In life, there are certain traits and abilities which have always labeled as the "good" ones - positivity, determination, being outgoing, being a natural leader, the ability to cook, things like that. And anything which is the opposite of those traits and abilities, will naturally be labeled as the "bad" ones.
So that's what we've always been fed ever since we were kids, and it's still the same now. That's what all the self-help books, motivational courses and inspiring articles on the Internet are supposed to do - to help you become a better person.
There's nothing wrong with that, of course. It's just that a lot of the time, the whole notion of being a better person involves trying to develop an ability out of thin air, or changing the "negative traits" that you were born with, like it's a wine stain on a white carpet that needs to be removed. And I think there's no greater fallacy than this.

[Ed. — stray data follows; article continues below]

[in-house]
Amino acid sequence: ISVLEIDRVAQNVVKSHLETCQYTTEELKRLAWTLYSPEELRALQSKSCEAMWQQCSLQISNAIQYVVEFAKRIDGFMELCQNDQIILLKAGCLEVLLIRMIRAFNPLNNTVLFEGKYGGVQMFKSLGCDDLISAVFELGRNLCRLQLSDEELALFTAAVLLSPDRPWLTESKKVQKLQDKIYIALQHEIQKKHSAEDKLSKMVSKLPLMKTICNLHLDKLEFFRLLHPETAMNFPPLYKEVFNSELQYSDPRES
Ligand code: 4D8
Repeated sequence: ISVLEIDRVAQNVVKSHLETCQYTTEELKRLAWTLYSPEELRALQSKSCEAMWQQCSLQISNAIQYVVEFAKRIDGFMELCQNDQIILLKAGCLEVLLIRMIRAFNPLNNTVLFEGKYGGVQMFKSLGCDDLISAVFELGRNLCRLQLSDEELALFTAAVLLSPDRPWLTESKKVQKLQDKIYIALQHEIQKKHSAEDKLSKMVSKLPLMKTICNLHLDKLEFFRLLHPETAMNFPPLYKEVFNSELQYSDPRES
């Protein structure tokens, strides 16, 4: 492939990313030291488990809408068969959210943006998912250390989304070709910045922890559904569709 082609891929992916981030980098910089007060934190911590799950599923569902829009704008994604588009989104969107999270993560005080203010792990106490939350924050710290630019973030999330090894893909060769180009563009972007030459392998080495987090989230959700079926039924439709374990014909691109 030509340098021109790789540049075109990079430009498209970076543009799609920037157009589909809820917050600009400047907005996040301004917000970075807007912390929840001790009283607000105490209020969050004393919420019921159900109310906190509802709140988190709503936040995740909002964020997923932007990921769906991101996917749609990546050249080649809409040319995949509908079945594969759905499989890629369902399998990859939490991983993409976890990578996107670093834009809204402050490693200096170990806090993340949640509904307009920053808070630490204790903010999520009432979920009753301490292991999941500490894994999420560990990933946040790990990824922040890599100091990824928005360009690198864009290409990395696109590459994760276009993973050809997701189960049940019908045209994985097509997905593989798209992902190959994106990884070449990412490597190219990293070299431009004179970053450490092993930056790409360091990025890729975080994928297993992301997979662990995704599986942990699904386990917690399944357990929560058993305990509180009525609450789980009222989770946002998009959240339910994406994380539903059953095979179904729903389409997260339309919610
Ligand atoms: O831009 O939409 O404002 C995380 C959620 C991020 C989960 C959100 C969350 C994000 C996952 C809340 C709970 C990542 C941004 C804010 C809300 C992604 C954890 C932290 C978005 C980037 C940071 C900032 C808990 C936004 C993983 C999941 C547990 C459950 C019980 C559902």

I've always believed in the concept of yin and yang, that everything on earth is better with a counter-point to it, and the notion that we should all try to conform to the ideal of a "better person" just doesn't make sense to me. Would we all not be Barbie-esque drones then; like Sims in a utopian world? Every dreamer needs an anchor, to keep him from getting lost in the clouds. Every overachiever needs a slacker, to remind him to slow down sometimes. Every leader needs a follower, to support him along the path he has charted.
We spend so much time being apologetic over quirks and flaws that we were born with, and trying to live up to everybody's expectations that we end up being miserable ourselves. Not everybody is born to be a star, and I think that we should be okay with that. It's only then that we can recognise when we're in the presence of greatness, and appreciate it so.
I'm not saying that we shouldn't try to aspire to be something more, or to work on something that we don't like about ourselves. But for me at least, the self-flagellation has to stop because I've finally grown tired of feeling inadequate my whole life. The self-improvement battles will come another day, and just for this moment, I'll tell myself, "You're doing okay, kiddo." And I think we all need that sometimes.